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> Stockholm syndrome in action.

That's a very negative way of saying "that's not my personal behavioral preference"

> There are two phases: active development and release engineering. -Wall for former, -Wextra -Werror for latter.

Many of Go's idiosyncrasies are for code readability and maintainability, which is very much a part of active development. The point being to mitigate the likelihood you end up with spaghetti code (yes, I know you ultimately end up with code quality only as good as the developer, but some languages do still make the process easier than others)

> If someone is not disciplined enough to throw out unused variables/imports/whatever from release, Go will not save him from hell.

Except it does though, since that's the very behaviour you're complaining about.




>> Stockholm syndrome in action.

>That's a very negative way of saying "that's not my personal behavioral preference"

In my experience, Stockholm syndrome is not used to describe personal behavioral preferences, but rather (unexpected) transitions between such preferences from the negative to the positive.

In the grandparent's own words:

>>> i was shocked by that at first too. Then I came to love it.


It's possible that's what he meant, but that's not how I understand the term.

Stockholm syndrome refers is a victim forming emotional bonding with his or her captor[1]. Which would mean in instances like this, where the "captor" is a voluntary choice of language, the term is used akin to "masochism" (albeit without the sexual element). In essence, saying "the pleasure from use feature x is derived from the pain of using feature x".

Which is why I commented that "Stockholm syndrome" is a needlessly colourful way if saying "I disagree".

[1] https://en.wikipedia.org/wiki/Stockholm_syndrome


The "masochism" aspect makes Go part of Bondage and Discipline languages:

http://c2.com/cgi/wiki?BondageAndDisciplineLanguage


Yes, but it requires that the victim has no way out. Stockholm syndrome is not just any unexpected change of preferences.


The victim has no way out short of switching languages which may or may not be under their control.


Stockholm syndrome, as far as I know, was observed in situations of physical threat to life or health with the only way out being death.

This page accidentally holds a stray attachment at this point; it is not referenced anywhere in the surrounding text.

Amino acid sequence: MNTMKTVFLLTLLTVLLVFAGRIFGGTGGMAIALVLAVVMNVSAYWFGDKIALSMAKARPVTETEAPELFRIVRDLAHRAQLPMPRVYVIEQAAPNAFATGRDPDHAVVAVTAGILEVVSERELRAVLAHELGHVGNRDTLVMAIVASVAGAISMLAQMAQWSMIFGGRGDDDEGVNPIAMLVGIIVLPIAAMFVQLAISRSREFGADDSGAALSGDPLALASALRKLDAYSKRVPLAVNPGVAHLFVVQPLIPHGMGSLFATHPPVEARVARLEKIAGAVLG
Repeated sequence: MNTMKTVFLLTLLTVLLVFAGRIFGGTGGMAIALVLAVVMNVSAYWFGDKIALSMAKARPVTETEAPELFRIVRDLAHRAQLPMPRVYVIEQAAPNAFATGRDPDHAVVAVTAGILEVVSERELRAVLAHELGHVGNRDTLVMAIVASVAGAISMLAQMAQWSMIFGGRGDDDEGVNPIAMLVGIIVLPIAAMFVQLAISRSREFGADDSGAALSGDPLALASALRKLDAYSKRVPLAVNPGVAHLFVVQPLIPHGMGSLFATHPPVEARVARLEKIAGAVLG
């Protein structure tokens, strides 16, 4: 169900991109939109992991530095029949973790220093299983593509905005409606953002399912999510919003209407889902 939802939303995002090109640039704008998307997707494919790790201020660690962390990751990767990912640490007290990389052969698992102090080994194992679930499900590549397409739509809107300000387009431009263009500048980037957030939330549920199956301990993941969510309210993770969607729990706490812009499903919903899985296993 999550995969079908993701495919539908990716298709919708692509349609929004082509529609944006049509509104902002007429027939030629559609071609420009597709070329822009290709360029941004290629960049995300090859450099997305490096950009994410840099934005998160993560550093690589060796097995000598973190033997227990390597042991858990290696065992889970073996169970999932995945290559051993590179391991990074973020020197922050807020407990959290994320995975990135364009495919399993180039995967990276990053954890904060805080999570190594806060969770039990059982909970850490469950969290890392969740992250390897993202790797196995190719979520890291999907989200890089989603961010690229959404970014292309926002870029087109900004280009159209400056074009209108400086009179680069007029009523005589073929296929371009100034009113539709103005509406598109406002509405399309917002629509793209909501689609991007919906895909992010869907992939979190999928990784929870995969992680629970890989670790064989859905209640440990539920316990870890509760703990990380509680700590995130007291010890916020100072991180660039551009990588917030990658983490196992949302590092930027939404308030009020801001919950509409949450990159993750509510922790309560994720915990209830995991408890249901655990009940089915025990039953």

> Except it does though, since that's the very behaviour you're complaining about.

No, the meaning was: if someone cannot handle unused things, that someone is screwed. Go will not save him in other aspects which require a little bit of discipline and are not checked by the compiler.


> if someone cannot handle unused things, that someone is screwed.

So what you're saying is, there are two kinds of people—those who don't need the feature, and those for whom the feature isn't sufficient?


User laumars was apparently misinterpreting part of a comment by saying that "unused" errors (not warnings, but errors) would in fact save the hypothetical "someone" that was claimed to be not disciplined enough to remove unused imports at release time. But the parent comment was in fact saying that the disability to handle something as simple as unused imports would prevent said programmer to accomplish the less trivial things that programmers are expected to do and for which no tools is a substitute for.

My personal view on this is that warning the user should be enough. The compiler designer is basically saying: I can't trust developers to fix warnings and it is my duty to protect them from their own laziness by enforcing a certain way of working. This apparently attracts a certain kind of people. I prefer to be the one telling the compiler what to do, instead of the reverse.


> My personal view on this is that warning the user should be enough. The compiler designer is basically saying: I can't trust developers to fix warnings and it is my duty to protect them from their own laziness by enforcing a certain way of working. This apparently attracts a certain kind of people. I prefer to be the one telling the compiler what to do, instead of the reverse.

I'm with you there, I just was making a snarky comment :-)


This is literally the "perfect is the enemy of the good" fallacy.




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